Worst Company In America Round One: Spirit Airlines Vs. Delta

The final day of Round One competition is waiting on the tarmac, ready to take off. Unfortunately, these two airlines would like to charge you for the privilege of voting on which one is worse.

First to taxi down the runway is Delta, which has continued to act like the biggest, greediest airline, in spite of being bumped from the nation’s top spot by the merger of United and Continental.

As many Consumerist readers know, Delta not only has a reputation for misplacing pets; it was also responsible for more than half the pets who died on airplanes in 2011.

It also managed to finish dead last in last summer’s ACSI customer service ratings for airlines. In fact, Delta’s rating managed to drop nearly 10% from the previous year and greater than 27% since the ratings began being reported in 1995.

And yet Delta still took in an astounding $952 million in baggage fees — nearly $300 million more than United and Continental took in during the same time and roughly 28% of what the entire U.S. airline industry made on the fees.

While Delta might have led the pack in the gross revenue from fees, its contender in today’s bout seems to rely on the add-on costs for its basic business model.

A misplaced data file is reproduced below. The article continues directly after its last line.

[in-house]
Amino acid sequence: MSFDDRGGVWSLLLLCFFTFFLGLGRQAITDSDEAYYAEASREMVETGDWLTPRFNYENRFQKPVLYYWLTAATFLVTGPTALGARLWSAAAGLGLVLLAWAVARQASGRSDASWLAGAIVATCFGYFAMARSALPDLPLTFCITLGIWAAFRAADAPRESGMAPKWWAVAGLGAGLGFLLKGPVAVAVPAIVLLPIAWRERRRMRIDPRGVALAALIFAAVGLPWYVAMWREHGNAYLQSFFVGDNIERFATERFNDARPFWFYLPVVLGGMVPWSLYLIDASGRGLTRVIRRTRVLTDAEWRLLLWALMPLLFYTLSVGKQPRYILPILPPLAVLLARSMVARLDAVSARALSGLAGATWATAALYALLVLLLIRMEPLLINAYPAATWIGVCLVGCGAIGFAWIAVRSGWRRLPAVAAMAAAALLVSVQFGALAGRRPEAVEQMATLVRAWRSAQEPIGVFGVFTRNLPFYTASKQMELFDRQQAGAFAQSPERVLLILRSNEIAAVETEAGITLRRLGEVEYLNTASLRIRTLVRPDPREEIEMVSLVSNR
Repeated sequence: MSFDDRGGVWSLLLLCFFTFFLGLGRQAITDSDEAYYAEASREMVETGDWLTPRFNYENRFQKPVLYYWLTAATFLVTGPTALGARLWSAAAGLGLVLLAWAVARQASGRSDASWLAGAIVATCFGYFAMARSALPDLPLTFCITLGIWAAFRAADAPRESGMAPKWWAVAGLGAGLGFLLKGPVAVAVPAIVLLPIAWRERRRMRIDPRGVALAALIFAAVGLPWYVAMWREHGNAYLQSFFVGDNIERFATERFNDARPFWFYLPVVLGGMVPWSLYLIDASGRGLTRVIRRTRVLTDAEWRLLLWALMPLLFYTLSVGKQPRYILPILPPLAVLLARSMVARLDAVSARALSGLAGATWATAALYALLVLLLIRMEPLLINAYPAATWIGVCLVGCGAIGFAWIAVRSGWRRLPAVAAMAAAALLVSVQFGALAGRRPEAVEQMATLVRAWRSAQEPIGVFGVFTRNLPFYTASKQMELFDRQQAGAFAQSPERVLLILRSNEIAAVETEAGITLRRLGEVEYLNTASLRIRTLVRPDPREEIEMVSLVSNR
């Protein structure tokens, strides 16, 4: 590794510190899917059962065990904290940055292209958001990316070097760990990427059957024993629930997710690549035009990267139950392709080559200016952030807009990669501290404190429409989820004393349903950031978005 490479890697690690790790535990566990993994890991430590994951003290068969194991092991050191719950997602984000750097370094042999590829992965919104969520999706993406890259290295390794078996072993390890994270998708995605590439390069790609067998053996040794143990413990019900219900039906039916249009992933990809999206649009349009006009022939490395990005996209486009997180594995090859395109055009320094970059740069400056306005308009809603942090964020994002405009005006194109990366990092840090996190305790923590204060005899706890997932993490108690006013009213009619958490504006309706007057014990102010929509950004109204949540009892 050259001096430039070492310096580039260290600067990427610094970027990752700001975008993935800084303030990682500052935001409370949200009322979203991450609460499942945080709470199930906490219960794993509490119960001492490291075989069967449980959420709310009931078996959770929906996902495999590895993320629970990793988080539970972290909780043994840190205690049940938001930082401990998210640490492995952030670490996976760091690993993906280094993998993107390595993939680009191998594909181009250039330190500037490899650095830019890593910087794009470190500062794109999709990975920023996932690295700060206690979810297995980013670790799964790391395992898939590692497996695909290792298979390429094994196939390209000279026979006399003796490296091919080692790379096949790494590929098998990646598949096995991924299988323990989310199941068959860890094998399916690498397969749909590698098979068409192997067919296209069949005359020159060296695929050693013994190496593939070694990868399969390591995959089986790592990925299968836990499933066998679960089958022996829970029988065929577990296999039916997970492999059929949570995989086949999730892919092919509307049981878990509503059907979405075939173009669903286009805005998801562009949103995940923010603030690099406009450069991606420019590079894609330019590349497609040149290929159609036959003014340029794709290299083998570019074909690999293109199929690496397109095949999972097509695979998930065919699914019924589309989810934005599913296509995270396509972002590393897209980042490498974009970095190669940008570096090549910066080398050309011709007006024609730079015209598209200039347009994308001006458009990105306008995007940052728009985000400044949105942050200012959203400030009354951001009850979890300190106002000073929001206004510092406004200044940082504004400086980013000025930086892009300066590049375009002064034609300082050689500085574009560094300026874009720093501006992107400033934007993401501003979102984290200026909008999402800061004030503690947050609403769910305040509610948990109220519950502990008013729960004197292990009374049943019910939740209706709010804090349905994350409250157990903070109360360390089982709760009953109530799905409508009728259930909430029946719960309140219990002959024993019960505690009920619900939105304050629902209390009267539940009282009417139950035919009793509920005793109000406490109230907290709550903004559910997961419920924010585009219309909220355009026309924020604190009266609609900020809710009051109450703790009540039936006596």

Spirit’s cut of the fee pie is only 1/7 that of Delta’s, but the fees account for more than 10% of the smaller airline’s total revenue, three times the percentage at Delta.

In what we continue to assume is a hilarious joke, Spirit CEO Ben Baldanza has called his company “the transparency leader and most consumer-friendly airline,” all while trying to fight price transparency, claiming it’s a government conspiracy to hide taxes.

Spirit also thinks that the way to get around a new rule allowing passengers to change their reservations, sans fee, within 24 hours of booking a ticket is to tack on a “$2 Dept. of Transportation Unintended Consequences Fee.” That was a policy that was so consumer-friendly that Spirit is being sued over it.

Of course, this is the same airline that pioneered charging for carry-on bags — and called it a “consumer benefit.” And wants $5 to print your boarding pass. And penalizes you for not paying for your bags far enough in advance.

Now that we’re cleared for takeoff, it’s time to buckle up and vote.

(Voting for this poll will close at 11:59 p.m. ET on Tuesday March 20.)

This is a post in our Worst Company In America 2012 series. The companies competing for this honor were chosen by you, the readers. See the entire WCIA 2012 bracket and schedule of match-ups HERE.

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